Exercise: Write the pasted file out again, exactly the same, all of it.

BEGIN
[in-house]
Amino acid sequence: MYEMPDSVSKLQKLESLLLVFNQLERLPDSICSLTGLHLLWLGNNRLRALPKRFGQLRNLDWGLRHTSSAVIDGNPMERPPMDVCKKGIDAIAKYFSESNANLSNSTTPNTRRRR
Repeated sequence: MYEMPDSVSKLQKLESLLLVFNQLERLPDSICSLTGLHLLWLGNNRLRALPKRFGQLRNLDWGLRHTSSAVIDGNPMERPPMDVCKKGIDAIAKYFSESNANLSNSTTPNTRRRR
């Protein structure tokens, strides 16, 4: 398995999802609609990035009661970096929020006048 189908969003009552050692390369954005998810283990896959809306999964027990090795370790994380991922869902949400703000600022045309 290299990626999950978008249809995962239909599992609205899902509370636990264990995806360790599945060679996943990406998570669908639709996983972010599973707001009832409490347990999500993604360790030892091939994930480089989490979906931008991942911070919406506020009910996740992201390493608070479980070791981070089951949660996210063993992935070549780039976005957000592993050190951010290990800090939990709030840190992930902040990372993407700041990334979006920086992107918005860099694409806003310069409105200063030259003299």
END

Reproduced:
[in-house]
Amino acid sequence: MYEMPDSVSKLQKLESLLLVFNQLERLPDSICSLTGLHLLWLGNNRLRALPKRFGQLRNLDWGLRHTSSAVIDGNPMERPPMDVCKKGIDAIAKYFSESNANLSNSTTPNTRRRR
Repeated sequence: MYEMPDSVSKLQKLESLLLVFNQLERLPDSICSLTGLHLLWLGNNRLRALPKRFGQLRNLDWGLRHTSSAVIDGNPMERPPMDVCKKGIDAIAKYFSESNANLSNSTTPNTRRRR
């Protein structure tokens, strides 16, 4: 398995999802609609990035009661970096929020006048 189908969003009552050692390369954005998810283990896959809306999964027990090795370790994380991922869902949400703000600022045309 290299990626999950978008249809995962239909599992609205899902509370636990264990995806360790599945060679996943990406998570669908639709996983972010599973707001009832409490347990999500993604360790030892091939994930480089989490979906931008991942911070919406506020009910996740992201390493608070479980070791981070089951949660996210063993992935070549780039976005957000592993050190951010290990800090939990709030840190992930902040990372993407700041990334979006920086992107918005860099694409806003310069409105200063030259003299």